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April Fools' 2010: Penn St's Succession Plan
Joe Paterno (1965), Greg Schiano, Al Golden
Joe Paterno (1965), Greg Schiano, Al Golden
Posted Mar 31, 2010

And the next Penn State head coach will be ... ? Rutgers' Greg Schiano? Temple's Al Golden? Penn State defensive coordinator Tom Bradley? CFN has obtained exclusive inside information about the plan in place for when Joe Paterno finally decides to hang them up.


Penn State's Succession Plan

As Reported By Pete Fiutak  

And the next Penn State head football coach will be …

Joe Paterno?!

Sort of.

CFN has obtained exclusive, inside access to what might be the revolution in sports, business, and any walk of life that requires some sort of higher level management. Welcome to the JoePa394. (Named after Paterno’s all-time win total and will be changed upon his retirement when the final number is set.)

After three years of exhaustive effort, sleepless nights, and tons and tons of data entry, two Penn State students, Lee Walker and Todd Warner, have created a program that can simulate Joe Paterno’s every coaching move, every pattern, and even every teaching method. It’s so good, so thorough, and so frighteningly accurate (tested out secretly throughout last year) that any coach should be able to plug any situation into the system and instantly know what Paterno would do and how he’d teach.

Walker and Warner were given an all-access pass to over forty years of film, notes, scouting reports and practice tape to go along with interviews with several key players, coaches, and Paterno himself to create an application so good and so accurate that Penn State insiders are wondering if the next head coach will simply be a caretaker who follows the program and has to make a few simple adjustments here and there.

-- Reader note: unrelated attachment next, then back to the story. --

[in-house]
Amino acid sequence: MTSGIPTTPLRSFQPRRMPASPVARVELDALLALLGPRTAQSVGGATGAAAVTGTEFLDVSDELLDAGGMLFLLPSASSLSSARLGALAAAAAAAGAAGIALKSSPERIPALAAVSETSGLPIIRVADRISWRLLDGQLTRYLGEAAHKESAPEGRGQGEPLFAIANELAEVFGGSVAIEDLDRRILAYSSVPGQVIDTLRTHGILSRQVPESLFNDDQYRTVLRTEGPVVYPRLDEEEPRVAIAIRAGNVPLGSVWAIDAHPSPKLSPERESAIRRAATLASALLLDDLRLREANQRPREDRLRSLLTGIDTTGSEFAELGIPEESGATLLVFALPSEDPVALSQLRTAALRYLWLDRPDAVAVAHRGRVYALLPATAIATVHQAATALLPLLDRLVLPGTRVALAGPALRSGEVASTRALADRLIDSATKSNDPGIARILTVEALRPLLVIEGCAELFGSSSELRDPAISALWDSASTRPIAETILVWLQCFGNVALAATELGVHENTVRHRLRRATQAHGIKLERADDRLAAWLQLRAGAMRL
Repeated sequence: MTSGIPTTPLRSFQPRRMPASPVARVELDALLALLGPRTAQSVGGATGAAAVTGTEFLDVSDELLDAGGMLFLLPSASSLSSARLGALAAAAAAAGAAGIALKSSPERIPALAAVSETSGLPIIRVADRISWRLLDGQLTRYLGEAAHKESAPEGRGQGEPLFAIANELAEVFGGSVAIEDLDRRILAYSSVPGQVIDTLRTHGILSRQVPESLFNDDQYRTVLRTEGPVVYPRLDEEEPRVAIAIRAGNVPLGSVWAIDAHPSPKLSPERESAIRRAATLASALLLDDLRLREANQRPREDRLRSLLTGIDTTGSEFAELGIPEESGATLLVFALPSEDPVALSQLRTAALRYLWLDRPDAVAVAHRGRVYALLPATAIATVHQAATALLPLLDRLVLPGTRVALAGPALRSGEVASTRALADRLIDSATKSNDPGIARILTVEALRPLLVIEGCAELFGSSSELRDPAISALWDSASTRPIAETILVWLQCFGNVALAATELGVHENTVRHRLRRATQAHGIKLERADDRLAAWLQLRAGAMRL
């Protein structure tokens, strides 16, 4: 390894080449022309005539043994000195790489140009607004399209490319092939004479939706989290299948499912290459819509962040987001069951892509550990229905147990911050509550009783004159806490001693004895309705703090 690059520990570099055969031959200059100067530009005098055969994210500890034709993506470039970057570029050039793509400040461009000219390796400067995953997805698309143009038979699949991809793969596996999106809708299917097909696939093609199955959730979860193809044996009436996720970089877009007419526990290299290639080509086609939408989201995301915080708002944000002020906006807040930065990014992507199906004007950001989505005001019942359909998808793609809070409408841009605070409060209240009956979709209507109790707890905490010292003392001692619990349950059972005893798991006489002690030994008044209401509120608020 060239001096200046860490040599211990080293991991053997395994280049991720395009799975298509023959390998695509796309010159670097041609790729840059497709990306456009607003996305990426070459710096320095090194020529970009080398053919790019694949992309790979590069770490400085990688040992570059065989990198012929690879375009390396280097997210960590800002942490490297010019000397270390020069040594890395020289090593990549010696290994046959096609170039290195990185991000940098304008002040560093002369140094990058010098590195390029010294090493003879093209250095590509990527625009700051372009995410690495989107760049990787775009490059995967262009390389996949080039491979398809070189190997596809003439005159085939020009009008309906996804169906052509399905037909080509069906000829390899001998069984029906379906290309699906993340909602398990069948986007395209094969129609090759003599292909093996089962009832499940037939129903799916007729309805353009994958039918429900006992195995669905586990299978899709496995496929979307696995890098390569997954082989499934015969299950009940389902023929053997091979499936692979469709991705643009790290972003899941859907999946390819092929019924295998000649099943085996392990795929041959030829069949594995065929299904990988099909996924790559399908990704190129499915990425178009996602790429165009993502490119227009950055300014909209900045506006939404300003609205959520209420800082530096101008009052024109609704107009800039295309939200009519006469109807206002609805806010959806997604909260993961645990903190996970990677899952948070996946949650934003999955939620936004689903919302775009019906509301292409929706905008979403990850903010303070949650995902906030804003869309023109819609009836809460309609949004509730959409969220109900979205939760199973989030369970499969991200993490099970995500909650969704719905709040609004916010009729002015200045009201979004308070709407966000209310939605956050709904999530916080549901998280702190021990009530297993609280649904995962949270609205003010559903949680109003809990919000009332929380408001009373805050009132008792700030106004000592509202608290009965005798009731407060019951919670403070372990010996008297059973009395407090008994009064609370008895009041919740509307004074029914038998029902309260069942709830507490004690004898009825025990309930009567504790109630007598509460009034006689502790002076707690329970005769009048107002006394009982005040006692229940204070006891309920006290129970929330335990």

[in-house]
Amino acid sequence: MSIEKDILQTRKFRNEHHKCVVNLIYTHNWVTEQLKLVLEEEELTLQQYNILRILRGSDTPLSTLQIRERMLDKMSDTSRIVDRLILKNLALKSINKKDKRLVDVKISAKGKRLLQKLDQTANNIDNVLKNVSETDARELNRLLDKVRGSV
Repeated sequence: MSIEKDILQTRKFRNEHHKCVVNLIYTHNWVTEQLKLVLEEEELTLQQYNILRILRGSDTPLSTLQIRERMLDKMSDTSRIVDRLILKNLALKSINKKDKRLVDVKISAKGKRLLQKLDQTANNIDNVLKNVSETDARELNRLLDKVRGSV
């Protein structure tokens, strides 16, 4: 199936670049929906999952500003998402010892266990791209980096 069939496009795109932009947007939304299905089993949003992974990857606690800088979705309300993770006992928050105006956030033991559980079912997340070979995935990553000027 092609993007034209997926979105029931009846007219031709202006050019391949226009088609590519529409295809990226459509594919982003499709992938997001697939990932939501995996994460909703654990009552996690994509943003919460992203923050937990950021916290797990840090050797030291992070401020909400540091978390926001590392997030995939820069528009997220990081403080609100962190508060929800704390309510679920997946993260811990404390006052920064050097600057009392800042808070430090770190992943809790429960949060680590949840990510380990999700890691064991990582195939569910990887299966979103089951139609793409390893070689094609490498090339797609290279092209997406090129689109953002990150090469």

“The Penn State part of the software was easy and a true labor of love,” said Warner. “The hard part was gathering all the opponent information from the last four decades. But we were able to do it, so in 2015, any coach can know what Coach Paterno would’ve done when facing a certain offense at a certain time based on over forty years of trends, tendencies, and patterns.”

It’s not unlike putting together the basic information for a video game, which Walker and Warner had a background in doing before putting this program together. The two had helped collect data and put together information for several games from baseball to football to soccer for EA Sports and other companies, and the exact same attention to detail, including height, weight, skin color, body type, speed, quickness, and strength, are all factored into the ultimate Penn State football database.

“It really is groundbreaking,” said one anonymous Penn State athletic department official. “Really, all you need is a good recruiter, a few solid assistants to take the information and apply it correctly, and then go from there. Joe Paterno is the greatest head coach in the history of college football, so why wouldn’t any coach want to pattern himself after him and have the same success?”

But not everyone agrees. The athletic department has gone through a six month internal battle over the Walker and Warner creation, and there has been an even bigger problem of word leaking out through the coaching backchannels. A few potential candidates for the Penn State job, once Paterno is done, have cooled on the idea after rumors were circulating that the simulation might be required use for any new head man.

“If I’m taking the job, I’m taking the job,” said one prominent Big East head coach under the condition of anonymity. “It’ll be hard enough to follow in Coach Paterno’s footsteps, much less have to go by some machine to make every decision.”

So how does it work and how did Walker and Warner create it so that the Paterno legend can live on forever? It’s actually extremely simple and foolproof to use. Every game, and every documented practice has been plugged into the database, and every conceivable problem a player might have on the field has been accounted for.